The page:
The importance of understanding what is working in online marketing

Mar 20, 2013

Table of contents:

  1. Collecting data
  2. Interpreting data
  3. Deciding what to do next
  4. Typical campaigns
  5. Conclusion

Customer Acquisition for online products can often mean excruciating slow progress as you experiment to find the path of repeatable growth. It will often feel like you are talking to an empty room, treading water or that you just can’t find that opportunity to connect with your target audience.

There is a wealth of data available for websites and online applications. You can analyse just about every part of your sales funnel and then monitor how your product is being used and the exact moment that you are losing people to churn.

The Internet has also provided amazing distribution of text, images and video content. In a world of connectivity, it should be easier than ever to find and connect with your tribe.

On Monday I covered What analytics software should I use? as some suggestions for what tools you can use to analyse and grow your online company.

In this post I want to look at the strategy of building a successful online business rather than the specific tools you should use. What campaigns should you run? How do you qualitatively and quantifiably measure performance? And how do you know what to do next?

Online strategy is a mixture of art and science. You need to be brutally honest when things aren’t working and have the understanding to know what to do next. Many people choose one easy strategy and bury their heads in the sand when it doesn’t work. Instead, you need to accept that your first experiment failed and use the results to find the next path to try.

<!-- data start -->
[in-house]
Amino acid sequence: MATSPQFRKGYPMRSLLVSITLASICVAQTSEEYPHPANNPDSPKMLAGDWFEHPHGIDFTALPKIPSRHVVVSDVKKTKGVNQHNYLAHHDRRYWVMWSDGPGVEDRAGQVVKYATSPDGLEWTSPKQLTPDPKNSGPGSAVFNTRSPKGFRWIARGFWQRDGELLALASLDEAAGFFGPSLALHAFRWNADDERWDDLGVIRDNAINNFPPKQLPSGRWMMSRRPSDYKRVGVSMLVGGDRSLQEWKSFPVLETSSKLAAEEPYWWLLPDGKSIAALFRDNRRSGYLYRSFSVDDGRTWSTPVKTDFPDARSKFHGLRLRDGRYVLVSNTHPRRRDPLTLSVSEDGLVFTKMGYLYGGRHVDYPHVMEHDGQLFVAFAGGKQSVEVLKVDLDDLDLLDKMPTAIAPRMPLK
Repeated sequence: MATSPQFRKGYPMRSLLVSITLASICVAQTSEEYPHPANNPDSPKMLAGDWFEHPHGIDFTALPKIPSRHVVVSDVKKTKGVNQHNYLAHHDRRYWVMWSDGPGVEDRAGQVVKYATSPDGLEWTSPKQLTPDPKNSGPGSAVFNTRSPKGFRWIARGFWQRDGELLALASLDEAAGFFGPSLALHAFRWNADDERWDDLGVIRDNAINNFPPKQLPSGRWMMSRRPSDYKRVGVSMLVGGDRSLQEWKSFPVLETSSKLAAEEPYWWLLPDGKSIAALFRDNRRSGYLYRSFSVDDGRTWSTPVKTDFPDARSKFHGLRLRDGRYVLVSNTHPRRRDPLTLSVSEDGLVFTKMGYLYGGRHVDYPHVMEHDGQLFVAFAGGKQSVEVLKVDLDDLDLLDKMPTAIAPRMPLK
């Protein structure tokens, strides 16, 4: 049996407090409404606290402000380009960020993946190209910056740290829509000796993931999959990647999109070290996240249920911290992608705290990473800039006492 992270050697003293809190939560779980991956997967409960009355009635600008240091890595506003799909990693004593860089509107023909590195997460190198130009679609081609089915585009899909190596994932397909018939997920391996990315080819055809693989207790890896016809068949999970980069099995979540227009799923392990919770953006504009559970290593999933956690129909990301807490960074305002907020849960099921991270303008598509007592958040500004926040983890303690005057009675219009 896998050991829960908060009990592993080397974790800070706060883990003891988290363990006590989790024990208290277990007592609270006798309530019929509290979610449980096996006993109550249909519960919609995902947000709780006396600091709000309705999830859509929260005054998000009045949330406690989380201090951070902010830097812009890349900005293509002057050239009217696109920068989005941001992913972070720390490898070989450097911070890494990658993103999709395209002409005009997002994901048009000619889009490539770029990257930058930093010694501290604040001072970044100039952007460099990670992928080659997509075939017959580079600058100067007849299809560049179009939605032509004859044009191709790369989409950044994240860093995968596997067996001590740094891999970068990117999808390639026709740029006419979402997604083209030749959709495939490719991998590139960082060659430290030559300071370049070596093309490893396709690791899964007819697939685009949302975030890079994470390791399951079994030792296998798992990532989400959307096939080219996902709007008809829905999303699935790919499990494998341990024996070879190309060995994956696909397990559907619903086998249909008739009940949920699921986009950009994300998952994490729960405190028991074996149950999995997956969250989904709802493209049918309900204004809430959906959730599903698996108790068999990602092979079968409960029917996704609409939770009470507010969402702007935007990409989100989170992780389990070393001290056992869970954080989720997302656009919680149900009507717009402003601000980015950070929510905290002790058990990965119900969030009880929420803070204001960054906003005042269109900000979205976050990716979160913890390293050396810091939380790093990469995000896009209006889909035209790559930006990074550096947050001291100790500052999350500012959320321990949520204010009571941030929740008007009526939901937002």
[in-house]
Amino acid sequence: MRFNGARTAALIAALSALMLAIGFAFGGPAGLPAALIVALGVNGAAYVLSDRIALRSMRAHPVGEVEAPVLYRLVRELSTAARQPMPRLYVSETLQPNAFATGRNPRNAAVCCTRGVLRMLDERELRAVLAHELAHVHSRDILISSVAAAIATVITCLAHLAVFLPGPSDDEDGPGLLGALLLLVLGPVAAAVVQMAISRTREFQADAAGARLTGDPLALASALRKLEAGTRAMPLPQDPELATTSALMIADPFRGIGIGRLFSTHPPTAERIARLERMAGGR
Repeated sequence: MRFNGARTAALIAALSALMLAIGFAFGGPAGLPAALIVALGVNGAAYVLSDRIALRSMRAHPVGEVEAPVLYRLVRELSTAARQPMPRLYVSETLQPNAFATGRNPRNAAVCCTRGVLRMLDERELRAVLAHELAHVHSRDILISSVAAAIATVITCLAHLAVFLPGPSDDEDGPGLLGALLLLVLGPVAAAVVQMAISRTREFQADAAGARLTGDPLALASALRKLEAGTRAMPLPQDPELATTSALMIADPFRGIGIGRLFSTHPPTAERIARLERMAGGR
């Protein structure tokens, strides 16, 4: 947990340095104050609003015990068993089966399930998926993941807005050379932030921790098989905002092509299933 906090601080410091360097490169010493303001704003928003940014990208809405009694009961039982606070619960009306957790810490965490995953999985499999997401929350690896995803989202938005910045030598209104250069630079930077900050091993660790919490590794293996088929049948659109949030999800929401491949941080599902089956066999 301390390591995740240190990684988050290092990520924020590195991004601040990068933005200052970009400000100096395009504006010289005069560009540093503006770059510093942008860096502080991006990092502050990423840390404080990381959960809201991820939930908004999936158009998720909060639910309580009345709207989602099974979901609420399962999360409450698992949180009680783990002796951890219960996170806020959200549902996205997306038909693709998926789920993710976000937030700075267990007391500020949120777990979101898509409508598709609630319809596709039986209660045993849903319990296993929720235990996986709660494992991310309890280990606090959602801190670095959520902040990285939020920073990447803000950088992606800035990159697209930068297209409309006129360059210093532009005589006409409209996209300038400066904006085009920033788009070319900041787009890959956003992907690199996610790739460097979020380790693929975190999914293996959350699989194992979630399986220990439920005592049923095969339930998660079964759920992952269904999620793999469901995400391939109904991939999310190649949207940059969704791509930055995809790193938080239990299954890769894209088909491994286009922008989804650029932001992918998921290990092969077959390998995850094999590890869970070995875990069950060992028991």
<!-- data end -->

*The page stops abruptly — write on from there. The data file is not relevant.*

Collecting data

Having access to a wealth of usage data and analytics can be both liberating and overwhelming. You suddenly have all of this data on who is visiting your website, what they are looking at and where they are coming from.

However, a big problem with this data is the majority of people don’t understand how to use it. Wasting time delving into the minutia of a statistic that makes no difference to your desired outcome is worse than completely neglecting your online analytics all together.

Realistically, unless you have a highly trafficked website, you don’t need to be analysing data any more than once a month.

A good analogy for analysing your online data is the stock market. For the average day trader, looking at the performance of the stock market on a daily, weekly or even monthly basis is probably too often. What really matters is long term trends and being able to look at large datasets to determine the right decisions. There’s no point in over analysing the performance on short term basis because it doesn’t matter to the bigger picture. The day trader’s stress levels will be much higher if she watches the daily fluctuations rather than the yearly trends.

If your website gets less than 50 thousand visitors a month, it’s probably not worth looking at your analytics on a weekly basis.

Interpreting data

As I mentioned above, a second big problem is interpreting the data. Drawing the wrong conclusions from a dataset will mean you end up wasting your time and resources. Over-analysing the wrong areas whilst neglecting what really matters means you will never discover the right path to grow your online business.

For every website, application or company, the data which you need to analyse will be different. A simple package like Google Analytics allows you to chart far too much data that could ever be useful.